Photojournalism, aerial photography, landscape photography, portrait photography, digital photography, artistic photography… the art of taking photographs is anything but limited.
Whether you’re a professional photographer or an amateur, every genre of photography is open for you to express your creativity!
The profession of photography is also incredibly accessible thanks to the many avenues that can be pursued when it comes to training for a career in the area.
But just how much do you know about the origins of the art and the cultures within it?
To be a photographer is also to have an appreciation for the history of photography and bear it in mind when creating your own photographic art.
If you’re a beginner and considering getting into photography, what do you need to know before you get started; what are the photography basics?
What is Contemporary Photography?
Throughout the history of photography, the artistic styles used within the practice of taking photographs have been incredibly varied.
From the emergence of photography towards the end of the 19th century to the growth in popularity of Instagram in the last few years, photographers have come a long way.
So, what is meant by the term ‘contemporary photography’?
Often referred to as modern photography by amateur photographers, contemporary photography corresponds to an era defined by precise dates.
Contemporary photography includes every photograph taken from the year 1980 until the modern day – that’s quite a large photo album!
Note: You can take photography courses on Superprof.
Sandro Miller, Sabine Pigalle, Thomas Ruff, Terry Richardson and Richard Avedon are just a few of the many contemporary photographers who have brought artistry to the world of photography.
Any budding photographer must be aware of the different movements within contemporary photography.
One such movement is that of fine art photography.
This movement is defined by photographic works which are more creative than documentary photography found in the press. They exist to communicate the creative vision of their artists (or photographers), rather than to document specific events.
Other contemporary movements within the discipline of photography include subjective photography, which is a depiction of the artist’s inner psyche rather than the outside world.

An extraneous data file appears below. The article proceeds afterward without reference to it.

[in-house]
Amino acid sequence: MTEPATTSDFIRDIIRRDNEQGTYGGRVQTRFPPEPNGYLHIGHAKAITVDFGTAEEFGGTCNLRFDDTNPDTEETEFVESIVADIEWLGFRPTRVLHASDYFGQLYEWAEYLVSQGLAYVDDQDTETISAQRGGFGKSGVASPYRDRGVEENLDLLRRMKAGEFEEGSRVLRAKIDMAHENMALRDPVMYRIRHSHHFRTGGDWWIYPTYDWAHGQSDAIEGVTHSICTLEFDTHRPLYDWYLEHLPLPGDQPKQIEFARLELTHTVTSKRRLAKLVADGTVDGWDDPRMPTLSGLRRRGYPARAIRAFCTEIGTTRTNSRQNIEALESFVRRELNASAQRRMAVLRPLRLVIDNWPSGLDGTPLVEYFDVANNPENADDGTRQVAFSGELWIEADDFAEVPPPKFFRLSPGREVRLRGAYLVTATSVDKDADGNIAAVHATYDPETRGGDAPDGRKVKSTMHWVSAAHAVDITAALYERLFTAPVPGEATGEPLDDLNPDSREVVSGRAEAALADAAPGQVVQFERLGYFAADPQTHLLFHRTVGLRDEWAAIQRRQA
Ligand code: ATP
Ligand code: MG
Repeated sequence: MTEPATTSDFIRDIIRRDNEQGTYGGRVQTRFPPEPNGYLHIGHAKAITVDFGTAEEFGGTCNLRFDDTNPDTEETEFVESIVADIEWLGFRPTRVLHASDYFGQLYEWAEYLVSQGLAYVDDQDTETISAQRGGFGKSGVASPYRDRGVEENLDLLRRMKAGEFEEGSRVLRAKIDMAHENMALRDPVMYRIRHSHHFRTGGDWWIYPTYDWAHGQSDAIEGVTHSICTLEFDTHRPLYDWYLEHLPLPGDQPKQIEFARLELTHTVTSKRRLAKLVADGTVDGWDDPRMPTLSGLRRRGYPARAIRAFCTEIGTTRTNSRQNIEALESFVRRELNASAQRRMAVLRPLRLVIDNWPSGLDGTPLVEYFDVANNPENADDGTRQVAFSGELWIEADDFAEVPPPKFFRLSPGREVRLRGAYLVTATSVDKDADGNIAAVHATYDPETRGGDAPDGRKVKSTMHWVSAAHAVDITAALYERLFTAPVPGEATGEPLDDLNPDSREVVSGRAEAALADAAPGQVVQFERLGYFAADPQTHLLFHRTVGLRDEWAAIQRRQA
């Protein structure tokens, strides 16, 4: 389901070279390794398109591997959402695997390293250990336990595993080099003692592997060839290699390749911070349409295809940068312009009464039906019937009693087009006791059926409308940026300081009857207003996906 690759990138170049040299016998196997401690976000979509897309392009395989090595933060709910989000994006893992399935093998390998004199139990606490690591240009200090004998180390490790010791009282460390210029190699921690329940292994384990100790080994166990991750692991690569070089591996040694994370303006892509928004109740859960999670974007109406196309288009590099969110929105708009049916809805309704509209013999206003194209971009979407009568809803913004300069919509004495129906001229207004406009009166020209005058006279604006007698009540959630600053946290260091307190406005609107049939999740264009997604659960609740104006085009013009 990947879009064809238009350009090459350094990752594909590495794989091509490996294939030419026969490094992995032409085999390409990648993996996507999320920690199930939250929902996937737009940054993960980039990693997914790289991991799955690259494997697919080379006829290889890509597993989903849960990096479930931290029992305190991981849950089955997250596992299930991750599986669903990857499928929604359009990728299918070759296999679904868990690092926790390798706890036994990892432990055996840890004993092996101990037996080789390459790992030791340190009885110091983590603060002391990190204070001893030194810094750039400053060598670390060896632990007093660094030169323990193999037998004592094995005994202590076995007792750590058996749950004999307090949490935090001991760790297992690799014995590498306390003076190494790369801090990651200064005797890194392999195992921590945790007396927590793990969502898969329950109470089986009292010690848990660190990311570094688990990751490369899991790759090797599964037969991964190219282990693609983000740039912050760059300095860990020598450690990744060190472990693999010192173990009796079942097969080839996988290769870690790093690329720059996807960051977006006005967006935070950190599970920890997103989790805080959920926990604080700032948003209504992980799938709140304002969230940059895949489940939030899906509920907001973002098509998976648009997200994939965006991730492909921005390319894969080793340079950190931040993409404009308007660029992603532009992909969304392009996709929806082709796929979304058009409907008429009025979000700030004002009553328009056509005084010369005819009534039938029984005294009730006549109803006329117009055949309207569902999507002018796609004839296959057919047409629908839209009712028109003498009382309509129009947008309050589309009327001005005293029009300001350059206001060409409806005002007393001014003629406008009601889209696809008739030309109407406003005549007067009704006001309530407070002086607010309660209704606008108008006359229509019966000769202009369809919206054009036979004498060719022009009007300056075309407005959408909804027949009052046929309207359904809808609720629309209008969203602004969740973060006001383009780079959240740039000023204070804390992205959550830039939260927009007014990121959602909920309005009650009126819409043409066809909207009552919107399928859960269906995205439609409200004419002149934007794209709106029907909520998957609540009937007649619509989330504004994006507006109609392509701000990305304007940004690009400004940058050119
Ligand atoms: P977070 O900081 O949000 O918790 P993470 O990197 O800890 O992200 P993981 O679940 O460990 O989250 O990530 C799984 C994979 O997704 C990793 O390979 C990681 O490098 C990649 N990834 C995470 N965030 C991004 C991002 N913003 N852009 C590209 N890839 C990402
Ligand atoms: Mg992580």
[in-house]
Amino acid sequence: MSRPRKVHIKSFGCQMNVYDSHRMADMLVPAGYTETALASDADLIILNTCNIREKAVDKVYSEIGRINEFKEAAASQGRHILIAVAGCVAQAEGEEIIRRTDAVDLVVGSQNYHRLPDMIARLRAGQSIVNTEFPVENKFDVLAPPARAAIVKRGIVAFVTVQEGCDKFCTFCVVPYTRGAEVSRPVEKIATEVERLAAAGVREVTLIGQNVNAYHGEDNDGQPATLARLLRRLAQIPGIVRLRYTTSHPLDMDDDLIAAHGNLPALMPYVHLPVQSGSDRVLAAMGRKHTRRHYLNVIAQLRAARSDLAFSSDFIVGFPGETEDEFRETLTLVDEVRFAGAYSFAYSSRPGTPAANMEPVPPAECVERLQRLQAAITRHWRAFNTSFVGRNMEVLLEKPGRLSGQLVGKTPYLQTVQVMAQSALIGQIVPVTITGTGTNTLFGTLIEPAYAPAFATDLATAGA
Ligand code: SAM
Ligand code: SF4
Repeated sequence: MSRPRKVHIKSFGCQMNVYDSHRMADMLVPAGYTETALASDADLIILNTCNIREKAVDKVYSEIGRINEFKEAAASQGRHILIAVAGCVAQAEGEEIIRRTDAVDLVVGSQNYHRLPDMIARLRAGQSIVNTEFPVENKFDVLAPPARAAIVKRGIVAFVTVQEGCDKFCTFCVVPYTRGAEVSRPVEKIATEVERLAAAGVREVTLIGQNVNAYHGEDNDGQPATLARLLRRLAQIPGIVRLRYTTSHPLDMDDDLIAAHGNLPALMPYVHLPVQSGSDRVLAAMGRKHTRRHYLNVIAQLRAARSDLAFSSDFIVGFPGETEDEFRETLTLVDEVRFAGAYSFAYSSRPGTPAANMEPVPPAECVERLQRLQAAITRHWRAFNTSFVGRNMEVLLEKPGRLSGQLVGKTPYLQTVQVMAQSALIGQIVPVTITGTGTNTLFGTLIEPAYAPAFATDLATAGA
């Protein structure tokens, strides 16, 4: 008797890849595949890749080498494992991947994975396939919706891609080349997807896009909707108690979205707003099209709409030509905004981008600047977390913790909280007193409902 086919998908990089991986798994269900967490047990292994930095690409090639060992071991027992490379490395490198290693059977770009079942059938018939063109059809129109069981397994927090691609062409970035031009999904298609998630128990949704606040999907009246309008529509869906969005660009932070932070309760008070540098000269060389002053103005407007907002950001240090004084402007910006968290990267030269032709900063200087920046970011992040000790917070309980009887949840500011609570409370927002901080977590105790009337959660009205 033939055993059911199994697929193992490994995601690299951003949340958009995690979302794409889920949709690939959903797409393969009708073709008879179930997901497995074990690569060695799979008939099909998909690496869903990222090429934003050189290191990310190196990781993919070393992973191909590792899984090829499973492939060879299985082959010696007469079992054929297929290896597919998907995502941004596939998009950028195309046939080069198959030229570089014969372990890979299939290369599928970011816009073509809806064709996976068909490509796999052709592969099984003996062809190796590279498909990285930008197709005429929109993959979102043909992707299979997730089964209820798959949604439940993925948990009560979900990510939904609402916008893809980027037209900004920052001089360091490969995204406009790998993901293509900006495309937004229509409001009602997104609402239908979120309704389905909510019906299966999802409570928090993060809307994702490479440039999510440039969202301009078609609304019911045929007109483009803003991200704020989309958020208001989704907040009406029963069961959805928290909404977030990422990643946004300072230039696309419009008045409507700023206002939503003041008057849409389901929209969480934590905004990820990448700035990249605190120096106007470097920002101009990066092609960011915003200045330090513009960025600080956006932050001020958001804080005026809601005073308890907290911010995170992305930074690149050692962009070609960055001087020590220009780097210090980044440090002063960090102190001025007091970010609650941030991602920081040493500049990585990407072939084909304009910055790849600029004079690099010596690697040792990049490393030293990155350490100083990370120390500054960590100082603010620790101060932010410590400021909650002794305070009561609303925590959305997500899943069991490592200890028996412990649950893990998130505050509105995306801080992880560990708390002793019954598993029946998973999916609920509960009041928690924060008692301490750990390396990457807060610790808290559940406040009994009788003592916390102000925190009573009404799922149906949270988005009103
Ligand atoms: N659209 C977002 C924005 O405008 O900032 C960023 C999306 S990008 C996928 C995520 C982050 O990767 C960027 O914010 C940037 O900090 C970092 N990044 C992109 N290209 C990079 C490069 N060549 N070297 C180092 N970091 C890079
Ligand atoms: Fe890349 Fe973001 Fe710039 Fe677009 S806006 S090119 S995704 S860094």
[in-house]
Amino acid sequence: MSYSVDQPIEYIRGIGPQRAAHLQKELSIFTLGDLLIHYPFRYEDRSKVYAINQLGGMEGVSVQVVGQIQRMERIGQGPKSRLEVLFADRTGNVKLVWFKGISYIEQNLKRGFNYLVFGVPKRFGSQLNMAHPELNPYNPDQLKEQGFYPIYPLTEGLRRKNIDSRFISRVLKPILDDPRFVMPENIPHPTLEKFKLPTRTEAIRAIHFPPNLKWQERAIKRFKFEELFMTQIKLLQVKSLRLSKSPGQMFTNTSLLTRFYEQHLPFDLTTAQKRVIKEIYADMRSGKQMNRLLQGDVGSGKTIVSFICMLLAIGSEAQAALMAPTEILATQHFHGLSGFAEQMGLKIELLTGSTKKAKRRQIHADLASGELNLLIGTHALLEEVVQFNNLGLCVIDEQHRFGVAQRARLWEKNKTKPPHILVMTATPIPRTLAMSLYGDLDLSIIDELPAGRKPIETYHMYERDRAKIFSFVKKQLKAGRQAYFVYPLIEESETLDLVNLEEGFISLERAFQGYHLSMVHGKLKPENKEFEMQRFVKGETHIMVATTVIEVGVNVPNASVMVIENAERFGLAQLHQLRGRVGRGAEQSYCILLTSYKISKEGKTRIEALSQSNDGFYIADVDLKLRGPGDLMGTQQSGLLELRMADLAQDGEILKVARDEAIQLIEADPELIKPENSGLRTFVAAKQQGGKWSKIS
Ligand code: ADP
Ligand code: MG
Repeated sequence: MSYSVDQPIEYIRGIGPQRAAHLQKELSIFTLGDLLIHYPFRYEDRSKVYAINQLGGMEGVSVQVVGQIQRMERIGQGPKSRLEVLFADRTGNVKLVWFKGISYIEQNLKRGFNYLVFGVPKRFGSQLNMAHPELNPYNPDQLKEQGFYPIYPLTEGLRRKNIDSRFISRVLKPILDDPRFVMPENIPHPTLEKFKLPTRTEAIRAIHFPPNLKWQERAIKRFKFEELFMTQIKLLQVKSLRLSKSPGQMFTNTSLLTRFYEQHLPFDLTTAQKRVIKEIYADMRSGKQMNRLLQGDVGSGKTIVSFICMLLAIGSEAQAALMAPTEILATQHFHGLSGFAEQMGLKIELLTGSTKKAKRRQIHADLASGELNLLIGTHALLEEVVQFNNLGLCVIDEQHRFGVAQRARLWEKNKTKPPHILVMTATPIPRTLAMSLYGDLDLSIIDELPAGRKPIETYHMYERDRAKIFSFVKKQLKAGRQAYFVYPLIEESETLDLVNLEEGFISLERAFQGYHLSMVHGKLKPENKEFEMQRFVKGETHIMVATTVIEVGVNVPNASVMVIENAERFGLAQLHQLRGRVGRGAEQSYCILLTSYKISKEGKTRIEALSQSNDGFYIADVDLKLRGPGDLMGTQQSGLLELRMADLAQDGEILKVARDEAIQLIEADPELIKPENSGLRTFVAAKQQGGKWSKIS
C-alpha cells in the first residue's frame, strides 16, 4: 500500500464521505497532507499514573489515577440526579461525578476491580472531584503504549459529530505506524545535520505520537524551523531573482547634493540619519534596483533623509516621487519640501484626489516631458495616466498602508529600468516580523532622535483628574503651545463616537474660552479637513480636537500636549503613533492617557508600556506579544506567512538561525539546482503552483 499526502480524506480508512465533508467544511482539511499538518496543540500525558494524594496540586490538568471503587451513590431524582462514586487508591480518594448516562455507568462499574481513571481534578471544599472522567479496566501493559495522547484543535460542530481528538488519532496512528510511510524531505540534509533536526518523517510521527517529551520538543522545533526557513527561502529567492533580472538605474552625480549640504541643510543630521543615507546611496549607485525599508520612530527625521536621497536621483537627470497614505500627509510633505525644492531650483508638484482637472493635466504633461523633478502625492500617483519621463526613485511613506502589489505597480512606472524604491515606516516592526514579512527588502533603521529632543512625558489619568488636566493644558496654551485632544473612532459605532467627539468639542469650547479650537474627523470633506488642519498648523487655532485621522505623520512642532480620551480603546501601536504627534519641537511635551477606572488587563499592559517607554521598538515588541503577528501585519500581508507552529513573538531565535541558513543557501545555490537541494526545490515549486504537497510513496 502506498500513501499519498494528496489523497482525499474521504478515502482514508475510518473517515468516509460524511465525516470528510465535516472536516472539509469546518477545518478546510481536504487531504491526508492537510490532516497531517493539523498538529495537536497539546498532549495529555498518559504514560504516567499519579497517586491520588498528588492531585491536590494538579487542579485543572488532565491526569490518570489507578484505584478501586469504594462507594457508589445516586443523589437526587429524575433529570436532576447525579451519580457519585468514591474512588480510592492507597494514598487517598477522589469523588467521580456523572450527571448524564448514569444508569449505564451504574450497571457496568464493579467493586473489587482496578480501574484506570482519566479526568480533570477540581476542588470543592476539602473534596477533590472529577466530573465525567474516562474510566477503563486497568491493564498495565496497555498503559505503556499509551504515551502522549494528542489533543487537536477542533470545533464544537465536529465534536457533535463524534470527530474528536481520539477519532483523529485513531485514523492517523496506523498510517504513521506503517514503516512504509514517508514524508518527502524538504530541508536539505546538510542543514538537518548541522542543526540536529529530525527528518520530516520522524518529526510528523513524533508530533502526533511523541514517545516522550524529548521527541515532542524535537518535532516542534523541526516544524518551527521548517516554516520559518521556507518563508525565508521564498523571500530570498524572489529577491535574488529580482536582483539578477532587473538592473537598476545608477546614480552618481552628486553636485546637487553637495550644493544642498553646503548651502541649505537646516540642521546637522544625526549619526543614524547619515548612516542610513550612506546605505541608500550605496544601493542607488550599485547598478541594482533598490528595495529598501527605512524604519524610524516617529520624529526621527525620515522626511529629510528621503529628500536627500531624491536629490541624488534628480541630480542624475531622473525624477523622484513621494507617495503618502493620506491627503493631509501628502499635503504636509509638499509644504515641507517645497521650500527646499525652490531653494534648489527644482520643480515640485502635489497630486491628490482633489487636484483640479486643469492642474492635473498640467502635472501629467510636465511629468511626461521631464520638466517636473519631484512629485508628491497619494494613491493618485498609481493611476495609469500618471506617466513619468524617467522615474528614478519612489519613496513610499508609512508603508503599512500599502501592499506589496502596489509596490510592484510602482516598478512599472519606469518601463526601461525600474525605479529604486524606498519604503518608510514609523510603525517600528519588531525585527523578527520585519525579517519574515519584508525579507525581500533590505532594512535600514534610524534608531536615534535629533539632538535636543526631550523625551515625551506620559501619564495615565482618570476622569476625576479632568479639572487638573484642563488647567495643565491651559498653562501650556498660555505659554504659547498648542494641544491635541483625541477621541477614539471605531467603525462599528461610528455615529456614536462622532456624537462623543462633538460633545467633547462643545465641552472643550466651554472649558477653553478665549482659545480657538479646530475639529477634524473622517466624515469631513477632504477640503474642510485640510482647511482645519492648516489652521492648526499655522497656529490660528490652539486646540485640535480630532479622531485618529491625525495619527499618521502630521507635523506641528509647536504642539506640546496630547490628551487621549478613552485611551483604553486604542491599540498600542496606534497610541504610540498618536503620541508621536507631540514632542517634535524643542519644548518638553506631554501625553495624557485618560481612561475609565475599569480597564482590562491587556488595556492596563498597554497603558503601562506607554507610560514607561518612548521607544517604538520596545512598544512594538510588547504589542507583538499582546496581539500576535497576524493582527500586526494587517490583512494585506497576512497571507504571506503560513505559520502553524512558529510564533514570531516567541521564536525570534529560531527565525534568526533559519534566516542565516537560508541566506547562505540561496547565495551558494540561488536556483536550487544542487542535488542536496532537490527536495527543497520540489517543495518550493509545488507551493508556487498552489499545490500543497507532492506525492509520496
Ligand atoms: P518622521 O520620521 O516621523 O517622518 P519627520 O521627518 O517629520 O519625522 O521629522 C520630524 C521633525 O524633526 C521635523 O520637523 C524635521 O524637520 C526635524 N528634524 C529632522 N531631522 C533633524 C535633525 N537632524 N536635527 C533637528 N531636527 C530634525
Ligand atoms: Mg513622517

Fashion photography is also a large part of photography in the modern age. This fashion photographer holds an extremely important position in contemporary society.
What is Humanist Photography?
Artists including Henri Cartier-Bresson and Robert Capa emerged as humanist photographers in France in the period between the world wars.
During the aftermath of the Second World War, France was in a state of devastation.
Its economy was in tatters and everything has to be rebuilt. The horrors of war had shocked and scarred the minds of many.
Amongst the distress, certain photographers sought to capture the simple pleasures that they saw in life on camera.
Robert Doisneau photographed a couple kissing in the street. This photograph became the symbol of the incredibly French artistic movement that is humanist photography across the globe.
Artist puts Man at the heart of their creativity.
The most popular subjects among humanist photographers are men, women and children going about their daily lives. Schoolchildren, labourers, housewives… everyone is important to the humanist photographer.
This movement went strength to strength as more and more artists began to see art in the everyday.
Some photographers were particularly interested in photographing the societies of certain defining periods of history.
This style of photography is close to war photography and photo journalism.
This era also saw the birth of the very first photography agency in 1947: Magnum Photos.
Photographers became more independent in their work and had an opportunity to choose their own subjects and develop a personal style. Most of their photos were published in magazines such as Life and Paris-Match.
Humanist photography remains a popular area for exploration among modern-day photographers.
This documentary-style of photography is largely used in news articles, but it is also displayed in art galleries.
Landscape Photography Tips
Another popular genre is landscape photography.
Landscape photography is as old as photography itself. Throughout the history of taking pictures, landscapes have fascinated professional as well as amateur photographers.
Landscape photographers capture the essence of a landscape or scene. If you decide to learn more about photography in online photography courses or on beginner photography courses, you'll learn all about white balance, the aperture of a lens, shutter speed and editing images with photoshop.
So, what do the experts recommend when it comes to taking photographs of landscapes?
There are several things you should consider if you want to get the most out of the landscape and your equipment.